Predicting When Weapons Will Break is a Hot New Market. Microsoft Wants In.

U.S. Navy Aviation Machinist's Mate 2nd Class Alexandra Mimbela performs maintenance on an F/A-18F Super Hornet aircraft assigned to Strike Fighter Squadron (VFA) 213 aboard the aircraft carrier USS George H.W. Bush (CVN 77) Aug. 21, 2014.

Mass Communication Specialist 3rd Class Brian Stephens

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U.S. Navy Aviation Machinist's Mate 2nd Class Alexandra Mimbela performs maintenance on an F/A-18F Super Hornet aircraft assigned to Strike Fighter Squadron (VFA) 213 aboard the aircraft carrier USS George H.W. Bush (CVN 77) Aug. 21, 2014.

The company touts its commercial artificial intelligence as ripe for the military.

As the Pentagon shops for technology that can predict when its weapons might break, Microsoft (MSFT) is shopping its artificial intelligence to defense decision makers in Washington.

The firm’s touting its technology comes as companies large and small look to score deals in this emerging military market.

“Using a lot of [this machine learning technology] really is about lowering your total cost of ownership for a particular asset,” said Jim Ford, director of cloud strategy and solutions for Microsoft Federal, while showing off the technology on Tuesday at a pop-up exhibit in Washington just blocks from the White House.

The Redmond, Washington-based company — probably best known for its personal computer operating system — has been demonstrating its AI and machine-learning tech for military officials in recent weeks. The push comes as rival Google looks to distance itself from a different type of Pentagon artificial intelligence project — one that uses the algorithms to identify objects in drone video.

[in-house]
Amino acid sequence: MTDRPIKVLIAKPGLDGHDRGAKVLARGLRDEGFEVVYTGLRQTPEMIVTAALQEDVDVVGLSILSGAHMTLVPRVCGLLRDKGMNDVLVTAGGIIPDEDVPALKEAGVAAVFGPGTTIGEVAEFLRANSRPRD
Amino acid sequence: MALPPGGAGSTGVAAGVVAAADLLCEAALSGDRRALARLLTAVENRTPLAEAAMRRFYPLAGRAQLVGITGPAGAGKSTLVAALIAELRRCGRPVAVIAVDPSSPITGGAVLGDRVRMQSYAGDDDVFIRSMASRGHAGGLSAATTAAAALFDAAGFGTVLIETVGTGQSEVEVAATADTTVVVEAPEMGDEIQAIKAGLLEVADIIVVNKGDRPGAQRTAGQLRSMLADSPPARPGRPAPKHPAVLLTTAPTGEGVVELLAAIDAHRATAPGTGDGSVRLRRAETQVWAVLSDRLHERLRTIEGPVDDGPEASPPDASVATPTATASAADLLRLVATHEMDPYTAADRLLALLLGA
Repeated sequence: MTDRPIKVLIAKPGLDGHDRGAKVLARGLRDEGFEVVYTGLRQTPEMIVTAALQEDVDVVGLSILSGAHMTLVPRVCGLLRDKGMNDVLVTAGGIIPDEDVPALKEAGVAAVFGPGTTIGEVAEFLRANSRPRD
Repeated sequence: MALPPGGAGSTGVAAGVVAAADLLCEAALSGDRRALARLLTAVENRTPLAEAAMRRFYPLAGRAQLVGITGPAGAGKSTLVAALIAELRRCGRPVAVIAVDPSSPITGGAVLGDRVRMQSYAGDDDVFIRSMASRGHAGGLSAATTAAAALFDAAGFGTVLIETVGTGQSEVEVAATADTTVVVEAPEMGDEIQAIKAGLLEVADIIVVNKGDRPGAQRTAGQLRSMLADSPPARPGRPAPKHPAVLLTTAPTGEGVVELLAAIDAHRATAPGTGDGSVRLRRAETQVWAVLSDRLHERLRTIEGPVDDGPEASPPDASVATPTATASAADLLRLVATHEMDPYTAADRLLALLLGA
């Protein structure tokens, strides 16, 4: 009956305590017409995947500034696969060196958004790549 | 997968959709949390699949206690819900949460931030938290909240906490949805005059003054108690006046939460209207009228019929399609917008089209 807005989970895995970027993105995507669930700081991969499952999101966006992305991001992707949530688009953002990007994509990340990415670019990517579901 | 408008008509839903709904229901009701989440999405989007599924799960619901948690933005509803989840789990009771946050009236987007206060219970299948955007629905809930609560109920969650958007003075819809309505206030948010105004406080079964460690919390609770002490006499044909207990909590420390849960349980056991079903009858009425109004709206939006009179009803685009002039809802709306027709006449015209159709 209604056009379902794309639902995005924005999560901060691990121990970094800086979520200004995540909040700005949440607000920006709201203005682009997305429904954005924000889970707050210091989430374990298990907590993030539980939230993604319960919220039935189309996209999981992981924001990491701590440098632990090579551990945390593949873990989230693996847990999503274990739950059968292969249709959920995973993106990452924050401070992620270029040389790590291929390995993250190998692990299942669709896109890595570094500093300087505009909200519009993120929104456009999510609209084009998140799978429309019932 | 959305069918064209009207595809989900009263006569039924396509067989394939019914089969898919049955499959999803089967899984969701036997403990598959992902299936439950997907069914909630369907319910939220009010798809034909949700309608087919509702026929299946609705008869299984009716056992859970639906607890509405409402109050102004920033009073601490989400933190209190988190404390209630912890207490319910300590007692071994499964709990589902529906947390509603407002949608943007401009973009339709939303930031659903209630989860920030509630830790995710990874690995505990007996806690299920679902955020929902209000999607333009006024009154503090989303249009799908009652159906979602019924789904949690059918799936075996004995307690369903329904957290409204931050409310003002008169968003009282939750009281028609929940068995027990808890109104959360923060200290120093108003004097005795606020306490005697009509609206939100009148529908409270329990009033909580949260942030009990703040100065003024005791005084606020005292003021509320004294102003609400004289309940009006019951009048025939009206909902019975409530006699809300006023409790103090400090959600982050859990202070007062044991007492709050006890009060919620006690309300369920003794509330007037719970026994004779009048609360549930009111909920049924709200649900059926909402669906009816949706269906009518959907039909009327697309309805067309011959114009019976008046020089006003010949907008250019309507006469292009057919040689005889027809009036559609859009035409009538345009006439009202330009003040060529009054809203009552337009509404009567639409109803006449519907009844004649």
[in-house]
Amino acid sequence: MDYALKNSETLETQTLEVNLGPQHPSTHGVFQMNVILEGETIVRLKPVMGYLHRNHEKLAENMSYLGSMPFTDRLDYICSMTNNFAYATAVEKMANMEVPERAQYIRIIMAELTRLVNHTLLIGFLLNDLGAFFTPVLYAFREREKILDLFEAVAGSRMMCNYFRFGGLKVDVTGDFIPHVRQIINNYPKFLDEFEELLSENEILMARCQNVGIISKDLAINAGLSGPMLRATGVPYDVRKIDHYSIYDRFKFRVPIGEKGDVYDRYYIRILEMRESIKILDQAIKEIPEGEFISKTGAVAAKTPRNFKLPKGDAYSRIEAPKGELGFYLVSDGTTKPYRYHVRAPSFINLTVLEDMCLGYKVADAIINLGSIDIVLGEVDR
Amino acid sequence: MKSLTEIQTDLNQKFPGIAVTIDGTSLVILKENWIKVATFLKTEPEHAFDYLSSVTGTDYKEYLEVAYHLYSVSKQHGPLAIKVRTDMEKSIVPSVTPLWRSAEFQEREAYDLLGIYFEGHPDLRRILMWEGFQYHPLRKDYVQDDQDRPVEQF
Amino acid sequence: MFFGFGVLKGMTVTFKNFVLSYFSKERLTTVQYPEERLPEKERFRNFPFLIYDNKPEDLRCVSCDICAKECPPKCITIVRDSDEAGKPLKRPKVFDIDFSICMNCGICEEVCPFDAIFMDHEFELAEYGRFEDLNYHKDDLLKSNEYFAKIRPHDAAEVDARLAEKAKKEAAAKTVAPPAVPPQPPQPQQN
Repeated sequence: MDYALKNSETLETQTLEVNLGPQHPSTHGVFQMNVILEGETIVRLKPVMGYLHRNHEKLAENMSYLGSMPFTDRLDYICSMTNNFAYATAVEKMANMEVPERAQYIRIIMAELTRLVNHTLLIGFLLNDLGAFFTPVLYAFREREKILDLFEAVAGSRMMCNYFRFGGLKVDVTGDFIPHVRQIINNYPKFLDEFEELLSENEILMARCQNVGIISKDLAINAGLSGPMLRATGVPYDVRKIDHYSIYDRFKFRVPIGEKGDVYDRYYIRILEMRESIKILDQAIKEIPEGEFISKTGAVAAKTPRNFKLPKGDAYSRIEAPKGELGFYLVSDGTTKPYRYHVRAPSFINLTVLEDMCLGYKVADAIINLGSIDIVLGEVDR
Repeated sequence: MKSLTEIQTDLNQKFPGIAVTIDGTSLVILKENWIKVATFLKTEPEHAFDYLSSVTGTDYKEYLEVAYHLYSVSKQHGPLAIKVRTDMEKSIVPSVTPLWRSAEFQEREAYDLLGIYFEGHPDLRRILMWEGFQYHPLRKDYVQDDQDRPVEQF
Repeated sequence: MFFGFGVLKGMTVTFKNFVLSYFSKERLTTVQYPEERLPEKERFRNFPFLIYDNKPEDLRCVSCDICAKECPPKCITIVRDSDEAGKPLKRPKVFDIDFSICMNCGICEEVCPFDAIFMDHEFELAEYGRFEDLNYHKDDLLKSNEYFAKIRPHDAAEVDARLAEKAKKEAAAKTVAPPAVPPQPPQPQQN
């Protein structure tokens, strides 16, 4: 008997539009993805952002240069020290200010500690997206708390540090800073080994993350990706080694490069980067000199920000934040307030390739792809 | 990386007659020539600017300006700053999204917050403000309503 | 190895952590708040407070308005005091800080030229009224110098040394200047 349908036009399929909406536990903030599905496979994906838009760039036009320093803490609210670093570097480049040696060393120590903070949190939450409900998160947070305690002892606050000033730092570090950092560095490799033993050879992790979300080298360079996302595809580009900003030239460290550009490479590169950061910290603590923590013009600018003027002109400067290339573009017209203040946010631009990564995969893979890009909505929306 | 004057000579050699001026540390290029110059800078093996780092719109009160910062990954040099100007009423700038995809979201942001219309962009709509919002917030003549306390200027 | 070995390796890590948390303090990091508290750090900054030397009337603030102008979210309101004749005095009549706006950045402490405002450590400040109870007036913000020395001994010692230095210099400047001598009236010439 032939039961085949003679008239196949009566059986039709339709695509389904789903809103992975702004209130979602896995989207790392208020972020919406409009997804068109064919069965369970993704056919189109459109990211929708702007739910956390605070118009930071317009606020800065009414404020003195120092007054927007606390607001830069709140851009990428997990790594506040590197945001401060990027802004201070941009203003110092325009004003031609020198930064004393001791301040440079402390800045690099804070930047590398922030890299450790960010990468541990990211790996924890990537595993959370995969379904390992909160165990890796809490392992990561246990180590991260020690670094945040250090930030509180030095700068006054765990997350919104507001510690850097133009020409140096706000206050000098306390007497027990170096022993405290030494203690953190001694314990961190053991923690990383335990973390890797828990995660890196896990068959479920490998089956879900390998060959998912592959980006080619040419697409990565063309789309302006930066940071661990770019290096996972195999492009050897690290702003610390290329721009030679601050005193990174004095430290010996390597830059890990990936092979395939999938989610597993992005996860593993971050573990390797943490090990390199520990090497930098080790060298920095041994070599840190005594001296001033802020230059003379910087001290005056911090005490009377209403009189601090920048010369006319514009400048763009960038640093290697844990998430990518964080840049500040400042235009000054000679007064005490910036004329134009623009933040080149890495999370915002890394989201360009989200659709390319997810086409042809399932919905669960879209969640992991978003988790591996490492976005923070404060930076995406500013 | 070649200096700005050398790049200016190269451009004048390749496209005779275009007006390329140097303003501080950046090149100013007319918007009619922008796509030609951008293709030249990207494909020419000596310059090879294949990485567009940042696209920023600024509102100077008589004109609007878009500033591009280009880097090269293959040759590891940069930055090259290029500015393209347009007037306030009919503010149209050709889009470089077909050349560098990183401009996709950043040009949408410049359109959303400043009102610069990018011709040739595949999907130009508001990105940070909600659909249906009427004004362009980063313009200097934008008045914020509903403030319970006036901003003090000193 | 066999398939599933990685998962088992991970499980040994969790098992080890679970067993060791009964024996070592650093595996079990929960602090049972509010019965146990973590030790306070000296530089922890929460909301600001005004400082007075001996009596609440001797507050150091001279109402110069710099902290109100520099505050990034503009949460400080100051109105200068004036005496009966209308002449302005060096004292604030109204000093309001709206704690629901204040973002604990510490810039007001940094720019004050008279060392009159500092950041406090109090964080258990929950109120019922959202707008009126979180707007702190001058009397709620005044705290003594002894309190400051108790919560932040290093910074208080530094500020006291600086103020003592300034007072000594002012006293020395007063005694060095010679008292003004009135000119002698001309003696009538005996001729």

Senior military officials, especially in the Air Force, say they need need artificial intelligence-driven predictive maintenance technology. The tech is already is used by commercial airlines. And the Air Force is experimenting with predictive maintenance technology on its C-5 cargo planes and B-1 bombers — two aircraft historically in short supply due to frequently-needed repairs.

Microsoft and engine-maker Rolls-Royce built a platform that predicts when aircraft power plants will break down. The program also manages the necessary maintenance and logistics for parts supplies.

“Rolls-Royce did not go out and replace their entire infrastructure,” Ford said. “What they did is they understood what they could use with their existing infrastructure and … put a layer of smarts on top of it.”

Being able to modernize existing supply chains and collect data from military planes and ships — which in many cases are decades old — is key.

Even on older military aircraft, there are still instruments that already gather data that maintainers can collect after a flight.

“There’s ways of being able to collect the data,” Ford said.

If the part fails for an airline, it could result in a canceled flight, or worse, a crash. For the Pentagon, it could also mean the success or failure of a mission. Ford said the technology could help the Navy improve readiness levels of its F/A-18 fighter jets and ships.

The system Microsoft built for Rolls-Royce combines machine learning with its Dynamics 365 and Azure programs “to aggregate all of the sensors and where the data is coming from off the aircraft,” he said. (Microsoft programs can run tailored algorithms created by other firms.)

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Related: The US Air Force Is Adding Algorithms to Predict When Planes Will Break

Each Rolls-Royce engine is “instrumented with thousands of sensors” that record data, Ford said. One engine on the tilt-rotor V-22 Osprey aircraft creates about one terabyte of data on an average flight.

“Rolls-Royce understood that was an asset,” Ford said. “That data was as much part of their solution as a physical piece of equipment.”

During a demonstration of the program, data generated from an engine appeared on a giant touchscreen. The data showed a plane engine was burning more fuel than usual.

“Now when you talk about the aggregation of data, a lot of times you’re using machine learning — whether it be in a supervised or an unsupervised fashion — in which it should be able to provide correlated analytic insights,” Ford said. “You don’t necessarily know the cause, but now you can start to piece together … if there’s an issue without having to look at things from a serial perspective.”

The data showed an engine valve was mispositioned and temperature levels were not normal. The machine then predicted a part would fail before its scheduled maintenance, allowing the airline to change the part before it broke.

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